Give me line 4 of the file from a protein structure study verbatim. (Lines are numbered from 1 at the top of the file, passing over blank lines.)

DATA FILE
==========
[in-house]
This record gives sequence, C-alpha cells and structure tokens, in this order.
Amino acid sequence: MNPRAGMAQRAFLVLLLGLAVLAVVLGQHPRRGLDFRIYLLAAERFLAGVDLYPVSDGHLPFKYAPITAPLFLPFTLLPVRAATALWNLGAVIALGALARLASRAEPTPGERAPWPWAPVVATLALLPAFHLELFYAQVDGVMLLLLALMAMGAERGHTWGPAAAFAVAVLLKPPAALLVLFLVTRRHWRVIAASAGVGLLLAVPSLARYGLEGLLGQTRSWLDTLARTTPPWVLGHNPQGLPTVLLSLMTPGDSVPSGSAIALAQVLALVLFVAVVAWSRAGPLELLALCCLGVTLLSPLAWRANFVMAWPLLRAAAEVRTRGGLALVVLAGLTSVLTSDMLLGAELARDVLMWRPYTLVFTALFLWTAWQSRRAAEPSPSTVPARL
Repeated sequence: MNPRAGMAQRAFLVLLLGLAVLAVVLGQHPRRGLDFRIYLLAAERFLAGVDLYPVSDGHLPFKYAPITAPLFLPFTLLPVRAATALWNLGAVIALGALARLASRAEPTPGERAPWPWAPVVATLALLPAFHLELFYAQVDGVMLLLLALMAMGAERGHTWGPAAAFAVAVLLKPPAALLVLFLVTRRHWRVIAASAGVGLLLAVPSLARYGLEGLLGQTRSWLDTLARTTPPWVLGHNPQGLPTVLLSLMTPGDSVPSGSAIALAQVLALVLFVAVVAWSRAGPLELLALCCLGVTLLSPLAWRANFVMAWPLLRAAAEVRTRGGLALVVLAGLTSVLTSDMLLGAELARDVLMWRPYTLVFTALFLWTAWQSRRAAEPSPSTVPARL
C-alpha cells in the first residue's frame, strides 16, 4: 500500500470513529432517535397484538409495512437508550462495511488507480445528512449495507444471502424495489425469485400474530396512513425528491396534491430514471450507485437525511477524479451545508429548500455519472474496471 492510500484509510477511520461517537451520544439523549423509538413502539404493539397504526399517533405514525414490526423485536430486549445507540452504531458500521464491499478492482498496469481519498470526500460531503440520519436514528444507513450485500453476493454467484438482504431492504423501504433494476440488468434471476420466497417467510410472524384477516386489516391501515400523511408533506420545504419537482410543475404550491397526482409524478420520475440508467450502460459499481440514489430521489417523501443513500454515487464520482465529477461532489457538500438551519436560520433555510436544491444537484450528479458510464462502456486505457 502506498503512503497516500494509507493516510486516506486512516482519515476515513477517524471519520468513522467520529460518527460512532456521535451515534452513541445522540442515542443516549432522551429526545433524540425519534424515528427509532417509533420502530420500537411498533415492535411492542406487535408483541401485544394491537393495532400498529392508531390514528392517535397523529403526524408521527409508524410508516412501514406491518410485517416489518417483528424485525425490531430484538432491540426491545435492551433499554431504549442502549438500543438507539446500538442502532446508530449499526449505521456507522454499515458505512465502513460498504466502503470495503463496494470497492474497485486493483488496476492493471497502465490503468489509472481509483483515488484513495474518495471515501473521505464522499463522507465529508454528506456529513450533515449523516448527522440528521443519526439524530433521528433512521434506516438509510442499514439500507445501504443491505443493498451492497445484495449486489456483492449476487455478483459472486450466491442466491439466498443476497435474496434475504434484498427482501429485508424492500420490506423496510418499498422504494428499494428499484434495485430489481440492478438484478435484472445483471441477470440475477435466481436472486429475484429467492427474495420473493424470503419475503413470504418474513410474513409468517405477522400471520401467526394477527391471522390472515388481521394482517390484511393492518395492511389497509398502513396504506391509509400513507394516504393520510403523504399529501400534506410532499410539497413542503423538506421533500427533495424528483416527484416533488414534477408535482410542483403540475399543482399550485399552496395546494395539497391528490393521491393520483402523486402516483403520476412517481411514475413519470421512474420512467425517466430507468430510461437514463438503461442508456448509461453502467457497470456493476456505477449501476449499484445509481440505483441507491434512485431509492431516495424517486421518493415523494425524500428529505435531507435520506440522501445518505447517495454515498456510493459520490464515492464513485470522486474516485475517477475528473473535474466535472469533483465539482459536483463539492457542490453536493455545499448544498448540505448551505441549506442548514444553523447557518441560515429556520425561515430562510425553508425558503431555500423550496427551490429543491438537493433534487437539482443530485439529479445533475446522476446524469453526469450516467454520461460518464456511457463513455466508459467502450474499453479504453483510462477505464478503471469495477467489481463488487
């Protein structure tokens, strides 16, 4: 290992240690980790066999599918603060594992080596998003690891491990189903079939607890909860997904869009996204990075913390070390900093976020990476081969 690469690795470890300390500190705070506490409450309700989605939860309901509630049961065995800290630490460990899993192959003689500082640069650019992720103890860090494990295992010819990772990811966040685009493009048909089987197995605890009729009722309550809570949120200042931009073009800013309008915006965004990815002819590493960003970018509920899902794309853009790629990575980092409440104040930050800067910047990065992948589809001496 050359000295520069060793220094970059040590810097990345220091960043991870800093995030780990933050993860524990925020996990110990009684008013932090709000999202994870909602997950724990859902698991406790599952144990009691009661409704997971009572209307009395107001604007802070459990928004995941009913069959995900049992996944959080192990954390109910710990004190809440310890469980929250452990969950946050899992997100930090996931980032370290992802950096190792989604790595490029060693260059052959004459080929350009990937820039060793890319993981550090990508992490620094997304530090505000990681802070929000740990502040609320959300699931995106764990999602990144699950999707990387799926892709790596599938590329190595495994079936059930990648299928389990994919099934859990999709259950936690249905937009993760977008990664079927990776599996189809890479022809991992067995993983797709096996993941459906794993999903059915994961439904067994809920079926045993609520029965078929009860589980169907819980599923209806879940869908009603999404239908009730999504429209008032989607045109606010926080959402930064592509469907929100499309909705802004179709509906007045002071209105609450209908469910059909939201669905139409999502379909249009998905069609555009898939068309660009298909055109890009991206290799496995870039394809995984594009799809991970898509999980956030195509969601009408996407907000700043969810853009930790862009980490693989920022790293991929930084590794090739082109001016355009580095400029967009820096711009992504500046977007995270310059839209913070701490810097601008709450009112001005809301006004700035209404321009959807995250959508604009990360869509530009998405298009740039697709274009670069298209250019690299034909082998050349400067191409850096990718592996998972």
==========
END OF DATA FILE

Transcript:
Repeated sequence: MNPRAGMAQRAFLVLLLGLAVLAVVLGQHPRRGLDFRIYLLAAERFLAGVDLYPVSDGHLPFKYAPITAPLFLPFTLLPVRAATALWNLGAVIALGALARLASRAEPTPGERAPWPWAPVVATLALLPAFHLELFYAQVDGVMLLLLALMAMGAERGHTWGPAAAFAVAVLLKPPAALLVLFLVTRRHWRVIAASAGVGLLLAVPSLARYGLEGLLGQTRSWLDTLARTTPPWVLGHNPQGLPTVLLSLMTPGDSVPSGSAIALAQVLALVLFVAVVAWSRAGPLELLALCCLGVTLLSPLAWRANFVMAWPLLRAAAEVRTRGGLALVVLAGLTSVLTSDMLLGAELARDVLMWRPYTLVFTALFLWTAWQSRRAAEPSPSTVPARL